10. The Instrumentality of the Body in American Shadhiliyya Sufism

The Religious Body Imagined - Pamela D. Winfield

Megan Adamson Sijapati [+-]
Gettysburg College
Megan Adamson Sijapati, PhD, is Associate Professor and Chair of the Religious Studies Department at Gettysburg College in Gettysburg, PA. Her areas of interest are religion and modernity, religious violence and non-violence, religious revivalism and reform, the body, religion and belonging, religious traditions of South Asia, contemporary Islam, Nepal, Himalayas, and Sufism. Megan's fieldwork with religious communities in South Asia has led to the publication of Islamic Revival in Nepal: Religion and a New Nation(Routledge 2011), Religion and Modernity in the Himalaya(co-editor, Routledge 2016) and Muslim Communities and Cultures of the Himalaya: Conceptualizing the Global Ummah(co-editor, Routledge, forthcoming 2020), and numerous articles in academic journals. She currently serves on the Steering Committee of the Religion and Body program unit at the American Academy of Religion, on the Executive Board of the South Asian Muslim Studies Association, and on the South Asia Council of the Association for Asian Studies. At Gettysburg College, Megan is on the advisory boards for Middle East and Islamic Studies and Peace and Justice Studies. Her PhD is from the Department of Religious Studies at the University of California, Santa Barbara.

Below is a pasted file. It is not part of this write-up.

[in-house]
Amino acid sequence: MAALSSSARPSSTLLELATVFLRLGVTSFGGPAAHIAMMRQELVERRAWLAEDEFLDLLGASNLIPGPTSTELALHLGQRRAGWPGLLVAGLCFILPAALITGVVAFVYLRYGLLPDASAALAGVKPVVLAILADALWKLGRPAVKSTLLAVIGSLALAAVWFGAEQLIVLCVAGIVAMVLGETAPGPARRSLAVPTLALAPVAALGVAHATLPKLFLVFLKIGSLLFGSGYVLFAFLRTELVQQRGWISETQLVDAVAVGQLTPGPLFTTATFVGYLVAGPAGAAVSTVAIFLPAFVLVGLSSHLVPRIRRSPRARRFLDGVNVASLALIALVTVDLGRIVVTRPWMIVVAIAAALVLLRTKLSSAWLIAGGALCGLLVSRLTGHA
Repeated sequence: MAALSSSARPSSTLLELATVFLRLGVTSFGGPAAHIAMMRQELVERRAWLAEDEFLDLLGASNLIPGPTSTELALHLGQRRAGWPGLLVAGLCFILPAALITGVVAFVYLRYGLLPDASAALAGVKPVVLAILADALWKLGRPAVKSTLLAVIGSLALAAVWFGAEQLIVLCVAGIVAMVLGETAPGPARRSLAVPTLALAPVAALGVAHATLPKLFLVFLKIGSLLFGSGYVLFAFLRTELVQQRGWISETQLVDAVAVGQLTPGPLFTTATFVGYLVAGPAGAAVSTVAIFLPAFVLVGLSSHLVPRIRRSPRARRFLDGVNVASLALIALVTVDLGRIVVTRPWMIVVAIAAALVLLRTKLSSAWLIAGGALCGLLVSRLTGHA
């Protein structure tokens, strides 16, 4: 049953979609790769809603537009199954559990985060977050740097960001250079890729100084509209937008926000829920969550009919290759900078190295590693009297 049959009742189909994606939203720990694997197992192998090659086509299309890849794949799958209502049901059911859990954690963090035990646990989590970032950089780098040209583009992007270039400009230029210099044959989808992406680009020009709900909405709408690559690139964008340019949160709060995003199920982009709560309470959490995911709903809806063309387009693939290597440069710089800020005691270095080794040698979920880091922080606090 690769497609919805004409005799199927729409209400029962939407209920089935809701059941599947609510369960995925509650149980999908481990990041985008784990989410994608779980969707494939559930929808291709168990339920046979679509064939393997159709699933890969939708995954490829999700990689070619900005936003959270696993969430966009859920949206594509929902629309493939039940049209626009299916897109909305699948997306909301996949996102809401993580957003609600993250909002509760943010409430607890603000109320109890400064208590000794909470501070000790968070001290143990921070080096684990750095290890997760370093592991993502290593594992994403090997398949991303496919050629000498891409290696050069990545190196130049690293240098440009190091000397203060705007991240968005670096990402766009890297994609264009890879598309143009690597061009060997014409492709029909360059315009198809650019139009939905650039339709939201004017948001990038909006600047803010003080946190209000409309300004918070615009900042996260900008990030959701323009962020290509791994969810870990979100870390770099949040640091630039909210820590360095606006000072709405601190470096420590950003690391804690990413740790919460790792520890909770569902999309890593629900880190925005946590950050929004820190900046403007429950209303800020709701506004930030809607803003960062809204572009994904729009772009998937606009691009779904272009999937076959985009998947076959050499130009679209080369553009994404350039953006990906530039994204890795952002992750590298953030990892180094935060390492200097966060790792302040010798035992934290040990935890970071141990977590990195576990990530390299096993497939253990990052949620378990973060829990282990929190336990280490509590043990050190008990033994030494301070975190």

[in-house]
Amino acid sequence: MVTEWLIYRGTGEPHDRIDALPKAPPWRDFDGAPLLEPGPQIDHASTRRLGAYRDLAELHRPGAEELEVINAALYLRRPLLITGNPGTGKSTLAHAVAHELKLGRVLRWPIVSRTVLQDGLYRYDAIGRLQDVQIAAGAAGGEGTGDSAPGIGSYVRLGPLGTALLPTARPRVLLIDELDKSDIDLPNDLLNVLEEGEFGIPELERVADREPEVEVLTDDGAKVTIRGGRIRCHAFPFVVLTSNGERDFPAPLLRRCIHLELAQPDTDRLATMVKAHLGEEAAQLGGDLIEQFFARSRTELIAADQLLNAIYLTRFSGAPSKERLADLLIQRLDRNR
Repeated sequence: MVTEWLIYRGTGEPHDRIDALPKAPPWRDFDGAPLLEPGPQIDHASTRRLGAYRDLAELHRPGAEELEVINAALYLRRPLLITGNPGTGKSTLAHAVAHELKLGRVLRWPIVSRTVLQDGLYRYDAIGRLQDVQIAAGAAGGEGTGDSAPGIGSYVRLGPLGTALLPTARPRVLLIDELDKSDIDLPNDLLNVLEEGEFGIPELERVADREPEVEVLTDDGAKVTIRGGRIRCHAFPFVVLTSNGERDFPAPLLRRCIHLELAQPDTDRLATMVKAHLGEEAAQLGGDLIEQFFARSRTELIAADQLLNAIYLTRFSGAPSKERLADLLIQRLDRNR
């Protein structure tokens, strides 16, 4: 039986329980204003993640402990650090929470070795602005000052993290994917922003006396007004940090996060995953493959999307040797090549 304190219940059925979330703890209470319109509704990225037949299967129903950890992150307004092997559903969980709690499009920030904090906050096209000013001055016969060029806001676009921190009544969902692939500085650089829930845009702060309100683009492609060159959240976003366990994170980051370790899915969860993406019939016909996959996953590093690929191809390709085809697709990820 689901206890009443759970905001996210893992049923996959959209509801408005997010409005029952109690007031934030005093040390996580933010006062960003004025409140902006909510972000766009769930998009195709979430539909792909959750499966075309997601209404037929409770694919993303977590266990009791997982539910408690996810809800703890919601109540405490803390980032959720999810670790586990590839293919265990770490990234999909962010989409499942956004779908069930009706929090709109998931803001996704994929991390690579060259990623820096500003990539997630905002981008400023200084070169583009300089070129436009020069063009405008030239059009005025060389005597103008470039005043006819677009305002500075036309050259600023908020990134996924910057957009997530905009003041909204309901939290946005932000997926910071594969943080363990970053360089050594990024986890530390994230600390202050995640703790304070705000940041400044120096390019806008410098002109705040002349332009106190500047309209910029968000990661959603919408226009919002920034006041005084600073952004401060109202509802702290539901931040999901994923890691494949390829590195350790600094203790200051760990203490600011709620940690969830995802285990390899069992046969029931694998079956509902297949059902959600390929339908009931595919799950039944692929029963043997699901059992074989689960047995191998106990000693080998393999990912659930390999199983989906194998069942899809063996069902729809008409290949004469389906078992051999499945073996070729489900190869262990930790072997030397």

Description

This paper explores the instrumentality of the body in religion through focus on praxis in a Shadhiliyya Sufi Muslim community based in the foothills of the Appalachian Mountains in western Pennsylvania. The practices and beliefs of this tariqah (Sufi order) are derived from the guidance of its recently deceased Shaykh, Muhammad al-Jamal (d. 2015), from Jerusalem, who began teaching in the US in the 1990s. Healing is a key religious practice in this tariqah and plays an important role in the spiritual seeker’s deepening relationship with Allah, a process the community refers to (in English) as ‘walking.’ Drawing upon two years of fieldwork, I argue the body is central to these Sufis’ religious experiences and their understandings of themselves and I will aim both to describe this complex production of the religious Sufi body in this tariqah and, through this, to theorize the body as a site where religion happens.

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Citation

Sijapati , Megan Adamson . 10. The Instrumentality of the Body in American Shadhiliyya Sufism. The Religious Body Imagined. Equinox eBooks Publishing, United Kingdom. Nov 2021. ISBN 9781781799727. https://www.equinoxpub.com/home/view-chapter/?id=39654. Date accessed: 21 Sep 2019 doi: 10.1558/equinox.39654. Nov 2021

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